SIGN UP

You Are Old, Father William

Avatar Image
Khandro | 23:39 Wed 18th Mar 2020 | Arts & Literature
3 Answers

You are old, father William," the young man said,
"And your hair has become very white;
And yet you incessantly stand on your head --
Do you think, at your age, it is right?"

"In my youth," father William replied to his son,
"I feared it would injure the brain;
But now that I'm perfectly sure I have none,
Why, I do it again and again."

"You are old," said the youth, "as I mentioned before,
And have grown most uncommonly fat;
Yet you turned a back-somersault in at the door --
Pray, what is the reason of that?"

"In my youth," said the sage, as he shook his grey locks,
"I kept all my limbs very supple
By the use of this ointment -- one shilling the box --
Allow me to sell you a couple."

"You are old," said the youth, "and your jaws are too weak
For anything tougher than suet;
Yet you finished the goose, with the bones and the beak --
Pray, how did you manage to do it?"

"In my youth," said his father, "I took to the law,
And argued each case with my wife;
And the muscular strength, which it gave to my jaw,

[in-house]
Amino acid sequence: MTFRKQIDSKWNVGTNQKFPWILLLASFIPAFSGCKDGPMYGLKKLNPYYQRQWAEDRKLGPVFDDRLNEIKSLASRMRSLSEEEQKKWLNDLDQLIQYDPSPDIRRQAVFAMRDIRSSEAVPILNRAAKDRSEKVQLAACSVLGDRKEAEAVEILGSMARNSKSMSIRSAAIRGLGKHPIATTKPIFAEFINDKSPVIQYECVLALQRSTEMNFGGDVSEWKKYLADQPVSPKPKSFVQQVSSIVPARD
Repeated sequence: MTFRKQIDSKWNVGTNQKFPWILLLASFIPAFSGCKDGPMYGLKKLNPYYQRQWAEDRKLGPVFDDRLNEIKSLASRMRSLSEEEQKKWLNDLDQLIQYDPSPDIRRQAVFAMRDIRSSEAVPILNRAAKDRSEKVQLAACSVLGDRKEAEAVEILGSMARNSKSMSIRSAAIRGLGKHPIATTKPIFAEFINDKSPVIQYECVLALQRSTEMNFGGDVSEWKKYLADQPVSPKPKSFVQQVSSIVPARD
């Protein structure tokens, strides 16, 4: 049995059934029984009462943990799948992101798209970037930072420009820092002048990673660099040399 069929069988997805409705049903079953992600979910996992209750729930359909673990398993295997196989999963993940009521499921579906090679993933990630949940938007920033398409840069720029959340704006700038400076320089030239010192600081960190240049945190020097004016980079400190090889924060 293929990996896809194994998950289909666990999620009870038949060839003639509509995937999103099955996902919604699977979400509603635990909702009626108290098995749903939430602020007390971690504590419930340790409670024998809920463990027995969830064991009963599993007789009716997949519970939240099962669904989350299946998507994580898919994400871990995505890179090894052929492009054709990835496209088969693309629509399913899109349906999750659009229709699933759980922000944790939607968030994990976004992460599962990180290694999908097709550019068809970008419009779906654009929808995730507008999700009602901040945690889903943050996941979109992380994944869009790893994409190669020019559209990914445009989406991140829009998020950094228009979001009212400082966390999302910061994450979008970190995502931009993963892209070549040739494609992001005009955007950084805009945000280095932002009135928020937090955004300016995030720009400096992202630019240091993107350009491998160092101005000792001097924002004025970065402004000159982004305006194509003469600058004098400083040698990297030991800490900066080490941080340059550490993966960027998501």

Has lasted the rest of my life."

"You are old," said the youth; one would hardly suppose
That your eye was as steady as ever;
Yet you balanced an eel on the end of your nose --
What made you so awfully clever?"

"I have answered three questions, and that is enough,"
Said his father; "don't give yourself airs!
Do you think I can listen all day to such stuff?
Be off, or I'll kick you down stairs!"


Lewis Carroll

Answers

1 to 3 of 3rss feed

Best Answer

No best answer has yet been selected by Khandro. Once a best answer has been selected, it will be shown here.

For more on marking an answer as the "Best Answer", please visit our FAQ.
William Wordsworth - 1770-1850


Earth has not anything to show more fair:
Dull would he be of soul who could pass by
A sight so touching in its majesty:
This City now doth, like a garment, wear
The beauty of the morning; silent, bare,
Ships, towers, domes, theatres, and temples lie
Open unto the fields, and to the sky;
All bright and glittering in the smokeless air.
Never did sun more beautifully steep
In his first splendour, valley, rock, or hill;
Ne'er saw I, never felt, a calm so deep!
The river glideth at his own sweet will:
Dear God! the very houses seem asleep;
And all that mighty heart is lying still!
Turning and turning in the widening gyre
The falcon cannot hear the falconer;
Things fall apart; the centre cannot hold;
Mere anarchy is loosed upon the world,
The blood-dimmed tide is loosed, and everywhere
The ceremony of innocence is drowned;
The best lack all conviction, while the worst
Are full of passionate intensity.
One of my favourites Khandro, thanks for reminding me of it

1 to 3 of 3rss feed

Do you know the answer?

You Are Old, Father William

Answer Question >>